Yellow may be a happy color, but your grass turning yellow will definitely make you sad. After all, you’d seeded the lawn with an expectation of soft green turf.
But just like most plants, a little change in something can cause your lawn grass to turn yellow and dry out.
And you end up wondering how to fix it now?
Well. Don’t worry anymore since you’ve landed in the right place.
Today, we will talk about all the possible reasons why your lawn grass is turning yellow and how you can fix it. So, to know more, keep reading.
8 Reasons Why Your Grass is Turning Yellow
Here, we have listed some of the more generic reasons for grass turning yellow.
1. Watering it Wrong
You should never water your grass too little or too much. Most grass types only require frequent watering in their germination stage. But as the grass blades grow, you need to change the frequency.
The amount and frequency are different for different grass types and are mainly related to where they originated from.
For example, St. Augutine is native to the Gulf of Mexico and the West Indies region. Which is why it is a drought-tolerant grass. If you water these types of grass too frequently, their roots can rot and eventually die.
So do some research on how much and how often you should water your tuf and follow that.
2. Pest Infestation
Insects, pests, and diseases can also cause your turf to turn yellow into several patches. And the worst part is that, in most cases, the damage is irreversible.
If you notice small holes in the grass blades or unusual dry patches in your grass, they can be signs of pest infestation.
It can be visible insects like caterpillars or underground pests that feast on grass roots.
If you notice a powdery and moldy layer on your grass, it can be due to fungal disease.
Both these issues should be addressed as soon as you notice, or it can take over your entire lawn in a couple of days.
3. Mowing Mistakes
Mowing mistakes can also put the grass under stress, making them turn yellow.
Especially if you are mowing a fresh batch, and you mow them too short, then it can put the plant under extreme stress. As a result, it will turn yellow.
Or if you use a gas mower and its tank is leaking, then the leaked gasoline can also damage your grass, making it dry and yellow and eventually brown.
4. Improper Usage of Fertilizers
While most turf grasses are not very needy and don’t require you to use fertilizers, if your soil isn’t fertile enough, you might need it.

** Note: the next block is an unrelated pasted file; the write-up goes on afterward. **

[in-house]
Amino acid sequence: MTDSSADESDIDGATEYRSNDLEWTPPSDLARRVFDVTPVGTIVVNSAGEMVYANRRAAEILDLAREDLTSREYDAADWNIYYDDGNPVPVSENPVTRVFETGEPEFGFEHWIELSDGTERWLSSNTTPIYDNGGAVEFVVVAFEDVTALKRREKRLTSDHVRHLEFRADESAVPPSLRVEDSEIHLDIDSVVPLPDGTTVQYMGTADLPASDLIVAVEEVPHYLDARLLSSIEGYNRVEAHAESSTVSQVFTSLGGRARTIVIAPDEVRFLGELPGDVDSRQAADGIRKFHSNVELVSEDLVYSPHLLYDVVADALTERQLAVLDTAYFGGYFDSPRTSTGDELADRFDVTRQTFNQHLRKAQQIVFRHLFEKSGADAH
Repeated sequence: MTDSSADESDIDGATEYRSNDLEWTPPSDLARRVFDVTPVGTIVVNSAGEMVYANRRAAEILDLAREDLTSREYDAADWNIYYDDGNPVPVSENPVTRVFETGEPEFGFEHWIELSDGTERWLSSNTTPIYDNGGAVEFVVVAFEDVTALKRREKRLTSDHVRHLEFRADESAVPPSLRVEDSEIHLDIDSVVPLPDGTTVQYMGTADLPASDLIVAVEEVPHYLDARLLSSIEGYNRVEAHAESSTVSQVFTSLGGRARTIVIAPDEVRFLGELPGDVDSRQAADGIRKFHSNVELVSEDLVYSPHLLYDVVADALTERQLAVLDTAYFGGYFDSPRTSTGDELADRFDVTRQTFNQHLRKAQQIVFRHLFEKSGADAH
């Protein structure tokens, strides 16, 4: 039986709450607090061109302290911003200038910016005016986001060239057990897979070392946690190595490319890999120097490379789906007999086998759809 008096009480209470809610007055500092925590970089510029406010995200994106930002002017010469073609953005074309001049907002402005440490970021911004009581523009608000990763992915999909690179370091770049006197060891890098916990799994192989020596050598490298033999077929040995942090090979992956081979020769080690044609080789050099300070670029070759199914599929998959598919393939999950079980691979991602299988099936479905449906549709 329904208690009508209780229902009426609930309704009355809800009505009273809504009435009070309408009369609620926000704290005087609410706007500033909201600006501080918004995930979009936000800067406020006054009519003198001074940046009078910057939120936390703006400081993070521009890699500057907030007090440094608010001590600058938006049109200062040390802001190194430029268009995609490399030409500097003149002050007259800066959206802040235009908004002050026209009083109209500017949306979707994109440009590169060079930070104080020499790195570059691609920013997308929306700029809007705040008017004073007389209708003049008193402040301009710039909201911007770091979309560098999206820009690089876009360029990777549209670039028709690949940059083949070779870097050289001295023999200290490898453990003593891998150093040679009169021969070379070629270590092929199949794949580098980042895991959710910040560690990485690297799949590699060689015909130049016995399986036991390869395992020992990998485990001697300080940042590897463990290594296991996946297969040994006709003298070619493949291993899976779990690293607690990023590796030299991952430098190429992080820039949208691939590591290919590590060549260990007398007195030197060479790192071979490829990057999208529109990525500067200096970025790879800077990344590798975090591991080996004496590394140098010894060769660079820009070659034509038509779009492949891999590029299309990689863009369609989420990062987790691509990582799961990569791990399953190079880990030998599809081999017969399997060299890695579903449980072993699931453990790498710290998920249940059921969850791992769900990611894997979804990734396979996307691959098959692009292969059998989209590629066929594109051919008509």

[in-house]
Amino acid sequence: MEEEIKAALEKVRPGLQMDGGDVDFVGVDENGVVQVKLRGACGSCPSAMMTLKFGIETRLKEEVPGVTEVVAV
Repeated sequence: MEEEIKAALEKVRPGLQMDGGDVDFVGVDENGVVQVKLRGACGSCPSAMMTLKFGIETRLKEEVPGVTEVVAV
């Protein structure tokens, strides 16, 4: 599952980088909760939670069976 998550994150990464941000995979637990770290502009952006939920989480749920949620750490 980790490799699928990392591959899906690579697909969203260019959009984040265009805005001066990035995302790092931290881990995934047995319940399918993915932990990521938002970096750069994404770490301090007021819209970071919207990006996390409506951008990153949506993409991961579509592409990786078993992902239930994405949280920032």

Not getting enough salts and nutrients from the grass bed can also make the turf turn yellow.
On the other hand, the opposite can happen too. By that, we mean if you put too much fertilizer, it can put a strain on the grass, making it turn yellow.
You should neither deprive nor oversaturate your lawn with nutrients. So, choose the suitable fertilizer for your grass type and stick with the instructions written on the labels.
5. Soil Compaction
If your lawn’ soil is very compact, it can suffocate the grassroots. As a result, enough water and nutrients won’t get absorbed or distributed in the plant. And eventually, it will die.
If your lawn experiences heavy footfall or you park your car or any heavy object on your lawn, the chances of soil compaction are higher.
6. Changing Seasons
Depending on where you live and the type of grass you have, you may experience annual dormancy that is out of your control.
During this time, the grass will first start appearing yellow and then eventually shrink back into the shoots. If it’s just dormancy, the grass should start growing back in later winter or early spring with new growth.
It mainly happens as the winter approaches. But if you notice it during mid-summer, then the reason may be different.
Yellowing and dying turf during peak Summer can be a side effect of heat waves, especially for shade-loving grass types like fescue.
7. Environmental Stress
If you have kids who love running and playing on your lawn, sadly, they can also be a reason why your lawn grass is turning yellow.